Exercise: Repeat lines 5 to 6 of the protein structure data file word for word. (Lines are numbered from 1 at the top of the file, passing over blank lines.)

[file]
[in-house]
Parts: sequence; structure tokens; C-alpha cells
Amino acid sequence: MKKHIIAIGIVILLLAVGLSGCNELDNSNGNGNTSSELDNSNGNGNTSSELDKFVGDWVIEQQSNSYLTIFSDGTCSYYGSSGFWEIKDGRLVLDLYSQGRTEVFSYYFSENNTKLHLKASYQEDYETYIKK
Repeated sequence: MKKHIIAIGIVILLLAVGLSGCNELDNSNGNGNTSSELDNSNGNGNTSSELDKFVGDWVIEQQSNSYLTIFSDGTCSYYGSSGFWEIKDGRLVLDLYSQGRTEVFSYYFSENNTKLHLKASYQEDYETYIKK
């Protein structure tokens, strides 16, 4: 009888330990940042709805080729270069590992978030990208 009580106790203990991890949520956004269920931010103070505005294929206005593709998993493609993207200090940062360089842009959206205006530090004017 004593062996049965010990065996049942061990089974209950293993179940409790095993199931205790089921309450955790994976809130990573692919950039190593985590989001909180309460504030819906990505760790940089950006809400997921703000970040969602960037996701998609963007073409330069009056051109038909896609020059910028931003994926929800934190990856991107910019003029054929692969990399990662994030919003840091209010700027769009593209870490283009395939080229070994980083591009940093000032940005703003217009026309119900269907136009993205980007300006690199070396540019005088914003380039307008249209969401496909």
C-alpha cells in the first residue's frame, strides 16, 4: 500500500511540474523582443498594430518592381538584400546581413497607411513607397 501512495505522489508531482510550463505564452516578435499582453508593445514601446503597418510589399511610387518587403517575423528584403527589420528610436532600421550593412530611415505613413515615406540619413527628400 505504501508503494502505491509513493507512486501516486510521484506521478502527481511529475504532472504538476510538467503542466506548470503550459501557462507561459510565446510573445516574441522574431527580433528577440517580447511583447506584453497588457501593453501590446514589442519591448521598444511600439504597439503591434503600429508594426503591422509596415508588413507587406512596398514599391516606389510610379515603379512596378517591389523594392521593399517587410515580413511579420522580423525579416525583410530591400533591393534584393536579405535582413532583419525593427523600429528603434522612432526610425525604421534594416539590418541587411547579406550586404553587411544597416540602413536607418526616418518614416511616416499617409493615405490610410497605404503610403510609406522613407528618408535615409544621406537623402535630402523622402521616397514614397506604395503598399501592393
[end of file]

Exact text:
């Protein structure tokens, strides 16, 4: 009888330990940042709805080729270069590992978030990208 009580106790203990991890949520956004269920931010103070505005294929206005593709998993493609993207200090940062360089842009959206205006530090004017 004593062996049965010990065996049942061990089974209950293993179940409790095993199931205790089921309450955790994976809130990573692919950039190593985590989001909180309460504030819906990505760790940089950006809400997921703000970040969602960037996701998609963007073409330069009056051109038909896609020059910028931003994926929800934190990856991107910019003029054929692969990399990662994030919003840091209010700027769009593209870490283009395939080229070994980083591009940093000032940005703003217009026309119900269907136009993205980007300006690199070396540019005088914003380039307008249209969401496909």
C-alpha cells in the first residue's frame, strides 16, 4: 500500500511540474523582443498594430518592381538584400546581413497607411513607397 501512495505522489508531482510550463505564452516578435499582453508593445514601446503597418510589399511610387518587403517575423528584403527589420528610436532600421550593412530611415505613413515615406540619413527628400 505504501508503494502505491509513493507512486501516486510521484506521478502527481511529475504532472504538476510538467503542466506548470503550459501557462507561459510565446510573445516574441522574431527580433528577440517580447511583447506584453497588457501593453501590446514589442519591448521598444511600439504597439503591434503600429508594426503591422509596415508588413507587406512596398514599391516606389510610379515603379512596378517591389523594392521593399517587410515580413511579420522580423525579416525583410530591400533591393534584393536579405535582413532583419525593427523600429528603434522612432526610425525604421534594416539590418541587411547579406550586404553587411544597416540602413536607418526616418518614416511616416499617409493615405490610410497605404503610403510609406522613407528618408535615409544621406537623402535630402523622402521616397514614397506604395503598399501592393